Amazing book! Four out of five stars!

I received this book for free through Goodreads First Reads.

Book Review: The Kiss of Deception by Mary E. Pearson

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Photo via Goodreads.

Book Review
Book Title: The Kiss of Deception
Book Author: Mary E. Pearson

Introduction: Indigo sent me this entire series after I won a Twitter contest. I’ve been trying to read it for quite a while but life has been busy. Finally I was able to sit down one Sunday afternoon and binge read it!

Book Review:

Synopsis: Princess Lia decides to run away from her potential marriage, and runs off with her friend Pauline. She meets Rafe and Kaden, and some mischief and adventure pursues on.

This novel follows your typical dystopia/YA novel trope storyline, but is quite beautifully written. As the title suggests, there is deception involved in this book, and some kisses of course (would it even be a YA without some teen angst and romance?!).

I enjoyed this novel, but it was not my favourite. I really had to force myself through the novel. Yes, Mary E. Pearson is absolutely fabulous as writing (every page was so beautiful) but it just wasn’t fast enough for my likes. There were so many terms and languages that flew over my head and made me super bored, but I had to finish this book. I desperately want to finish this series, because I’ve heard amazing reviews about it everywhere.

Our lead female is quite strong, she has her moments but is a quality female lead. I was impressed with the building of all the characters, but Lia was by far my fave. Rafe is so kind hearted and Kaden (our prince) is also quite charming. Pauline seems realistic, Berdi is pretty awesome, and overall I found all the characters to be on point. They were all written and built over time, which is a nice change compared to some YA novels.

This book does slow down quite a bit – so readers beware. The first quarter of the book is fast and incredible, but then the pace slows down as if gravity is trying to pull it back from its super high speed chase of it’s readers. If you love fast paced stories, this might not be the book for you. If you’re okay with the speed changing and just want a super awesome, well developed, fantasy novel – then this is for you!

What I got out of this novel, and what I think readers should take out of it:
The world building is absolutely fantastic! The scenes and descriptions will take you to a whole new world and will have you hooked.
This book has a big focus on love/relationships/babies and all those fancy tropes you get in YA, so be prepared for silly romance, boy obsessed girls, and lots of day dreaming about kisses.
The story takes a while to build up, it picks up speed quickly, then plummets into a cliffhanger.
If you get into this book, it will pull at your heart strings – be warned.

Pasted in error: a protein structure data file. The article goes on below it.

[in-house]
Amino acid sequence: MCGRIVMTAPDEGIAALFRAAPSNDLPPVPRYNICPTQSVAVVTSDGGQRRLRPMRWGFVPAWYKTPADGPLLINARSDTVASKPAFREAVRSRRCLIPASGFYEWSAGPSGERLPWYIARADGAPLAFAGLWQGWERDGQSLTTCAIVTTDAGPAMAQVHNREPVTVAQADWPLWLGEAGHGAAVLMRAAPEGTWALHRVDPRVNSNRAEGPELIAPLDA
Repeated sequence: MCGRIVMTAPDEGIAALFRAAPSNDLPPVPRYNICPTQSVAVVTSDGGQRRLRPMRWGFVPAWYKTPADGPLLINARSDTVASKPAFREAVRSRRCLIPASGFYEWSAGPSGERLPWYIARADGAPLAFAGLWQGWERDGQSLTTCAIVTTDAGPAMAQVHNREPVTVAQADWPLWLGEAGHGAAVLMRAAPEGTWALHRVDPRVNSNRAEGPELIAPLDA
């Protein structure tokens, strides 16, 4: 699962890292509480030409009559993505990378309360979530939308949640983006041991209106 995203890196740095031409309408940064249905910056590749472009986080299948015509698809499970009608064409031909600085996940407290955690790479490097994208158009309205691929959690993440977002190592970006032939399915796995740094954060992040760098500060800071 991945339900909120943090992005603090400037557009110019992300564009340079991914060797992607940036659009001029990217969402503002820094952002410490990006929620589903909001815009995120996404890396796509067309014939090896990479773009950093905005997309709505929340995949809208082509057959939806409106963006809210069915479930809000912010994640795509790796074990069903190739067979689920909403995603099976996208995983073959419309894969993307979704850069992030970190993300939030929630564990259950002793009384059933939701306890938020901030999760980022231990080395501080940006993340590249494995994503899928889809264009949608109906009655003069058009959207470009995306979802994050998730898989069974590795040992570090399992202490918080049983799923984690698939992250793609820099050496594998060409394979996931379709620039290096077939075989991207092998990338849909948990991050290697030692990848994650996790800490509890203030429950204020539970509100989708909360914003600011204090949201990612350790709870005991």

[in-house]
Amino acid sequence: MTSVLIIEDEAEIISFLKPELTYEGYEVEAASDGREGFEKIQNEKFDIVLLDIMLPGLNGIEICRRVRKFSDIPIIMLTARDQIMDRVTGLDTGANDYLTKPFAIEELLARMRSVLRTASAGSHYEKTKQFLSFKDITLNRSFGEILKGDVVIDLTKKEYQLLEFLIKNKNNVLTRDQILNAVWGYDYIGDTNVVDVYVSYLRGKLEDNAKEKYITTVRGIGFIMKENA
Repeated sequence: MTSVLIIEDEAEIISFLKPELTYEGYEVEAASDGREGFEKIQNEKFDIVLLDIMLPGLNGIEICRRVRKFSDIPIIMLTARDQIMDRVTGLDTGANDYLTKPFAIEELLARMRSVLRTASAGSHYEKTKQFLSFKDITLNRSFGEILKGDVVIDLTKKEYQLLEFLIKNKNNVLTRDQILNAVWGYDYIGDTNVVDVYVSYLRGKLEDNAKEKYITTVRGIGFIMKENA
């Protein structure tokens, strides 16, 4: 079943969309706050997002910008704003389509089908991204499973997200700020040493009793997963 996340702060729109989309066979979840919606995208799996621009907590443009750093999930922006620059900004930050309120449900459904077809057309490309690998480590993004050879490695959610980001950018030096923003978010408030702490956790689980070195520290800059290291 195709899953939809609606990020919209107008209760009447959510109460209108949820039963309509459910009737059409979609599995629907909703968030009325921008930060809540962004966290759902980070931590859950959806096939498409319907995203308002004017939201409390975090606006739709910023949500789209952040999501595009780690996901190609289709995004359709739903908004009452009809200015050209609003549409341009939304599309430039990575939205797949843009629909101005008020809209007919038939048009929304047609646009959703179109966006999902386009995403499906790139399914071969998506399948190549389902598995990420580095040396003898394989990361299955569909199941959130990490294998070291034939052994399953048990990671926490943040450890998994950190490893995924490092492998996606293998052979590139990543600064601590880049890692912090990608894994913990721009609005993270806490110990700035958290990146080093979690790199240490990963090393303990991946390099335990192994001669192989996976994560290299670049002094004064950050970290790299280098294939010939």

This book is probably rated PG-13, but is a fine book for any pre-teen or teen readers.

Overall, three stars. It was hard to continue reading this knowing there were other fast paced books on my shelf, but I do want to finish this series! It’s worth the read if you like a good fantasy novel and some fantastical descriptions.

Great job Mary. E Pearson!

Book Review: FIVE NIGHTS AT FREDDY’S: THE SILVER EYES by SCOTT CAWTHON & KIRA BREED-WRISLEY

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In honor of the new released of FNAF: The Twisted Ones, here is my review of the first book in this fantastical series, FNAF: The Silver Eyes.

Five Night’s at Freddy’s: The Silver Eyes was an incredible read that gives an insider view into the FNAF lore and world Scott Cawthon has created in the games.

The worst part about this book (yes I’m starting with the worst) is that Scott Cawthon made it clear that this book is not completely canon and does not align up with the video games. Once you finally connect all these dots and think you solve the story, Scott has to go and switch up his lore! But that doesn’t ruin this book at all, if anything it makes you try to connect little dots here and there to match up with the video game universe lore.

This book was a great addition to the FNAF world. I really enjoyed reading this story from another point of view. It gave great visual cues and was one of the few “horror YA” novels that I could actually get into.

For those who are into horror, and carnivals or old childhood tales, this book is definitely for you! It gives you a creepy, Chuck E Cheese vibe (if you haven’t heard or read about FNAF before). These scary animatronics are attacking children and have even killed in the past. Or so they thought…

The lore is expanded so beautifully that I deem it an absolute must read for YA lovers, horror enthusiasts or FNAF fans.

There are bits and pieces that seem out of place, like specific markings on floorings being described or old childhood memories that seem to appear out of nowhere, but I know Scott Cawthon – everything is important. Perhaps in the next book these silly, little descriptions and features of this book will change the way we look at FNAF forever.

I am incredibly excited to see Charlie’s story continue in the next novel (which HAS been announced! Yay!) and hopefully we might see her hinted at in any future FNAF games? Hopefully!!

Five out of five stars!